The Singapore government’s control of the press both in silencing publications at its discretion and in simply owning nearly all print and broadcast media outlets (see final paragraph) is undoubtedly a contributing factor to the missing presence of many of the below issues in the typical international narrative about the country as a place for expats and tourists.

Singapore bans music that promotes “wrong moral values”

Just before her performance at Singapore’s Spring Wave Music and Art Festival in 2014, Taiwanese artist A-Mei was ordered by authorities to remove her song “Rainbow” (彩虹) from her setlist because the song - which is a tribute to the struggles of the homosexual community - was deemed unsuitable for the audience of an outdoor concert.

A similar story unfolded in 2015 for Taiwanese artist Jolin Tsai. Her song “We’re all Different, but the Same” 不一樣又怎樣, which in its lyrics and music video has more clear themes of same-sex marriage rights, was outright banned from Singapore radio and television.

Singapore’s Media Development Authority (MDA), the regulating body in Singapore responsible for these types of restrictions, take an intolerant, conservative, paternalistic approach in the guidelines for TV and radio that justify these bans:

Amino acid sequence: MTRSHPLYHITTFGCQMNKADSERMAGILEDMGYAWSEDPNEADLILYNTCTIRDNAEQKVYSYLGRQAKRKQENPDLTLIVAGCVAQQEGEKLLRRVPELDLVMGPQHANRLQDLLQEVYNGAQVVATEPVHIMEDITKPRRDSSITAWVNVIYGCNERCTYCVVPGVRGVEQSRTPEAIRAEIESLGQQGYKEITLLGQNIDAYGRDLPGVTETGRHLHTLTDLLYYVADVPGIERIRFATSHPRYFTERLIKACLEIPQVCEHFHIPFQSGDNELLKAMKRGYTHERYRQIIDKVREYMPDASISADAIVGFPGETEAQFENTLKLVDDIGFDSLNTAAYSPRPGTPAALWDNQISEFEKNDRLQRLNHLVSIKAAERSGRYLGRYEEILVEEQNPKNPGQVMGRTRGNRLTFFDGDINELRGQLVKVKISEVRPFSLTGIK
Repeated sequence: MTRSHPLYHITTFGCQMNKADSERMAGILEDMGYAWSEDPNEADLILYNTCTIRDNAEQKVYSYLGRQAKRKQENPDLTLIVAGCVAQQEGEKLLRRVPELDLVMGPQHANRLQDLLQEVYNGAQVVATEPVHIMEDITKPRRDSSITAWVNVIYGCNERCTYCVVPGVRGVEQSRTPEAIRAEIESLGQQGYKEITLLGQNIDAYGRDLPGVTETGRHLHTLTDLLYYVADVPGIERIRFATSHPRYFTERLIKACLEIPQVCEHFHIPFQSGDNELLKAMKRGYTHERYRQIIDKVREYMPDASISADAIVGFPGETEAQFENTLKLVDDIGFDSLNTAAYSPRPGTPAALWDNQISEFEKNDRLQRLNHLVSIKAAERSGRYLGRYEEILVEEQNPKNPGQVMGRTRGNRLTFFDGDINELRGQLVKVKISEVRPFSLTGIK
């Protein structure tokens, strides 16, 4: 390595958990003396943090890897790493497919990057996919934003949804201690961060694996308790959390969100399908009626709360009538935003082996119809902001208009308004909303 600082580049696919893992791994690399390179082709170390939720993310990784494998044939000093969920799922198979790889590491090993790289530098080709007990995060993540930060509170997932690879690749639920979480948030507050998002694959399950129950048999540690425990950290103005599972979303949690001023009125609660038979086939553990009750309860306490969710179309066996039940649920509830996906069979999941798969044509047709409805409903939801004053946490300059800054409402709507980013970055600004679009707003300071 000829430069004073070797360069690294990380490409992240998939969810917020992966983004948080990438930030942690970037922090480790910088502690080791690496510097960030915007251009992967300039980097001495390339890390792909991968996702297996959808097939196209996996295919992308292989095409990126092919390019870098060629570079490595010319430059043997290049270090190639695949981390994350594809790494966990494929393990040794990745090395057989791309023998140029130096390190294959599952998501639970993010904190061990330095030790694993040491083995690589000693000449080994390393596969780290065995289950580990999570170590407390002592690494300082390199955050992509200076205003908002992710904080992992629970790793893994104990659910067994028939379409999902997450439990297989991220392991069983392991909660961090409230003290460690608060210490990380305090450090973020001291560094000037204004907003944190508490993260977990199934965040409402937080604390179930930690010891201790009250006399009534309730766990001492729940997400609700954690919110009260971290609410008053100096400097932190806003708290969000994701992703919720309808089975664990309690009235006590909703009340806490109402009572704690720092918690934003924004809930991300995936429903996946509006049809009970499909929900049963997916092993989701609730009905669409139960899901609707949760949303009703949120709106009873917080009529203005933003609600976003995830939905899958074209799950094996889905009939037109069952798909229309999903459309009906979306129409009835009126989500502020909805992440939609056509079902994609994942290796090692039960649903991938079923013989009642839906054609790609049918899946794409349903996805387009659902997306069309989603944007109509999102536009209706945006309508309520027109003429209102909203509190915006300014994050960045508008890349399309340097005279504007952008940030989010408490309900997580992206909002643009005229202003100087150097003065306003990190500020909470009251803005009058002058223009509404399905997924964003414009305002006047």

Broadcasters must ensure that songs broadcast do not contain lyrics which are vulgar or may in any way promote wrong moral values and lifestyles. (General Principles, 3)

Films dealing with mature content (e.g. drug use, prostitution or homosexuality) would generally be classified as NC16, M18 or R21. (Major Content Concerns 11.a)

Music associated with drugs, alternative lifestyles (e.g. homosexuality) or the worship of the occult or the devil should not be broadcast. (Musical & Variety Programmes, 12.2)

The government’s attitude towards media is generally to caution broadcasters from exposing the public to themes in media that promote “wrong moral values and lifestyles.” What’s especially troubling about this to me is that it means a division of the Singapore government is deciding for it’s people what’s morally right and wrong without much (if any) ability for the people to have any input and without the possiblity for a plurality of opinions on moral values to exist freely.